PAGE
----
Before Only Make Believe began Dena Hammerstein volunteered in the pediatric unit at Rusk Institute at NYU Langone Medical Center. When Dena’s husband suddenly passed away in 1999 she created Only Make Believe in his memory, for his dedication to theatre and her own dedication to children in need. The concept of Only Make Believe developed out of Dena’s desire to introduce children living with chronic illnesses and disabilities to the magical world of theatre. Since trips to the theatre proved to be too overwhelming for many of the children, Dena decided to bring the theatre to them, helping to create a unique version of live theatre in which each child plays an integral part.
In the beginning of conception, what did the future of Only Make Believe look like? Was there the idea of expanding beyond the one hospital to more? To more than one state?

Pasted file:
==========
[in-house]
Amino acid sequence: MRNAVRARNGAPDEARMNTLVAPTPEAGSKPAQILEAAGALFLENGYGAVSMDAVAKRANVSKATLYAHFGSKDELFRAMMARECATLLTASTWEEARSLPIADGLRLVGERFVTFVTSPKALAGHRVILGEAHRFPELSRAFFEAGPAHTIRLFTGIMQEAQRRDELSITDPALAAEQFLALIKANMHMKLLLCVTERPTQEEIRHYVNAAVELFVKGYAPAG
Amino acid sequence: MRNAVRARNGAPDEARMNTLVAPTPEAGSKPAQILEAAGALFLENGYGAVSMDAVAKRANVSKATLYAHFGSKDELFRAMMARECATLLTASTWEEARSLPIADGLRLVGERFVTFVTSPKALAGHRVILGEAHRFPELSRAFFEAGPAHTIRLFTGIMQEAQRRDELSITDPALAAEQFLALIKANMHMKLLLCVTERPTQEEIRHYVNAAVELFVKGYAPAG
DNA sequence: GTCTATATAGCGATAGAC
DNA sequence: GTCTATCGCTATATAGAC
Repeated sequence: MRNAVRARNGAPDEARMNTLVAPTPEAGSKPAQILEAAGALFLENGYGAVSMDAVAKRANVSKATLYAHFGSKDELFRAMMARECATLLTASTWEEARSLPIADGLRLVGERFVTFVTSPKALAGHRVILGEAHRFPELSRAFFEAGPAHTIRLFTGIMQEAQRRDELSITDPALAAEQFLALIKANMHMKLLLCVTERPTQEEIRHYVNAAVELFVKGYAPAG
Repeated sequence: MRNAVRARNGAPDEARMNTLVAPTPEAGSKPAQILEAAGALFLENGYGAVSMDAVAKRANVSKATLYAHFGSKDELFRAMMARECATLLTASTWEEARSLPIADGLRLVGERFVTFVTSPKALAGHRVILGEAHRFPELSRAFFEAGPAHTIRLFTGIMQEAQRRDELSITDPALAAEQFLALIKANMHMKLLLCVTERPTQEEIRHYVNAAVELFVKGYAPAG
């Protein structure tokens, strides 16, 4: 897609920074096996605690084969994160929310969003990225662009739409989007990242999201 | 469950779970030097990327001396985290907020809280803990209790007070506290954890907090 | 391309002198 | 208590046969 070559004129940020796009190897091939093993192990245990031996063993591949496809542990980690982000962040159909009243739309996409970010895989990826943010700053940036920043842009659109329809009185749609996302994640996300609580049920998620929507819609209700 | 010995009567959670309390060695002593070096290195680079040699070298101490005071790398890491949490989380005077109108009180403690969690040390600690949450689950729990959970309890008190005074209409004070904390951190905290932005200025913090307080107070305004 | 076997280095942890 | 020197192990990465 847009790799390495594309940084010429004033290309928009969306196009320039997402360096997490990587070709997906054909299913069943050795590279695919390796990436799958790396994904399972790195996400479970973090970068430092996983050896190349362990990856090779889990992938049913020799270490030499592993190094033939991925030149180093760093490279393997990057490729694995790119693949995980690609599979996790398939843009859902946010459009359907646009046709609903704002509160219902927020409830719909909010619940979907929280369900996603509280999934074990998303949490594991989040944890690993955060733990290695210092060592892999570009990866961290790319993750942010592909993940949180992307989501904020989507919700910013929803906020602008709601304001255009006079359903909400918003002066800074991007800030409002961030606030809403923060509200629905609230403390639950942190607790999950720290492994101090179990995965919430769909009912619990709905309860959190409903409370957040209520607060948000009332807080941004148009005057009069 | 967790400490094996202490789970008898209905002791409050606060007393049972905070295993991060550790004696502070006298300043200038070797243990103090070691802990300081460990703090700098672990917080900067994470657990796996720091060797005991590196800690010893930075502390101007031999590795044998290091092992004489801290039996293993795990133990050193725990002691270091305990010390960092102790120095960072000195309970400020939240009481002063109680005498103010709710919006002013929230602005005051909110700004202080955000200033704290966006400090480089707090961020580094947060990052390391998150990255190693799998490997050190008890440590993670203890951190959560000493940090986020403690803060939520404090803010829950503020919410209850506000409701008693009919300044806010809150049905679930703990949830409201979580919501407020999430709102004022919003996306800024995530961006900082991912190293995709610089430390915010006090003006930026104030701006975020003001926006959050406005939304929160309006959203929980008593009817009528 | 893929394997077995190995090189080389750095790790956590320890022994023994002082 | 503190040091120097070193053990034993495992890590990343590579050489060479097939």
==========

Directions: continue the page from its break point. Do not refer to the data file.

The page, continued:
When we started we never imagined that we would be performing in so many hospitals. We began only providing the program to NYU Langone, and then it grew from there. We’ve seen the positive impact our program has on children and now our vision is to provide joy and inspiration to as many chronically ill children as possible, across the United States, and maybe even one day around the world.
I understand that each week for six weeks, a team of three actors provide interactive theatrical performances, free of charge, to hospitals. Do the actors stay the same each week, or is there a different set of actors each week?